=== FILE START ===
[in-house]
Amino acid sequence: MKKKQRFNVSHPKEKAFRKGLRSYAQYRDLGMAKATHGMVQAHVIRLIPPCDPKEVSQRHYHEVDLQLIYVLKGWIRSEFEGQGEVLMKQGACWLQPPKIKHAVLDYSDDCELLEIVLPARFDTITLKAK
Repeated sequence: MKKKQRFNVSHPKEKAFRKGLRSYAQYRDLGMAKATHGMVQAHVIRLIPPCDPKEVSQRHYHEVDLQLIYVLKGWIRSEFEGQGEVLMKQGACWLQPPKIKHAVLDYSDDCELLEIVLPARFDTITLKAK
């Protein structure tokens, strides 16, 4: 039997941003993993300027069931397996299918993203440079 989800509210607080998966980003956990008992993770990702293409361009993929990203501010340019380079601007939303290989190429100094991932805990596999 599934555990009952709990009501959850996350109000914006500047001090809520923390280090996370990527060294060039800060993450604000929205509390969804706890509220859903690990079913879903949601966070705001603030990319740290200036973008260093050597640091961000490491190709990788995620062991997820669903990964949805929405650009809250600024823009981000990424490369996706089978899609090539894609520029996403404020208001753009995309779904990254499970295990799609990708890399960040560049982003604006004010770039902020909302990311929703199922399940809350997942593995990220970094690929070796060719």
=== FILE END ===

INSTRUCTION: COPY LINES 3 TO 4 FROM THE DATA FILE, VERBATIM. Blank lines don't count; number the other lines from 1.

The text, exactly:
Repeated sequence: MKKKQRFNVSHPKEKAFRKGLRSYAQYRDLGMAKATHGMVQAHVIRLIPPCDPKEVSQRHYHEVDLQLIYVLKGWIRSEFEGQGEVLMKQGACWLQPPKIKHAVLDYSDDCELLEIVLPARFDTITLKAK
């Protein structure tokens, strides 16, 4: 039997941003993993300027069931397996299918993203440079 989800509210607080998966980003956990008992993770990702293409361009993929990203501010340019380079601007939303290989190429100094991932805990596999 599934555990009952709990009501959850996350109000914006500047001090809520923390280090996370990527060294060039800060993450604000929205509390969804706890509220859903690990079913879903949601966070705001603030990319740290200036973008260093050597640091961000490491190709990788995620062991997820669903990964949805929405650009809250600024823009981000990424490369996706089978899609090539894609520029996403404020208001753009995309779904990254499970295990799609990708890399960040560049982003604006004010770039902020909302990311929703199922399940809350997942593995990220970094690929070796060719």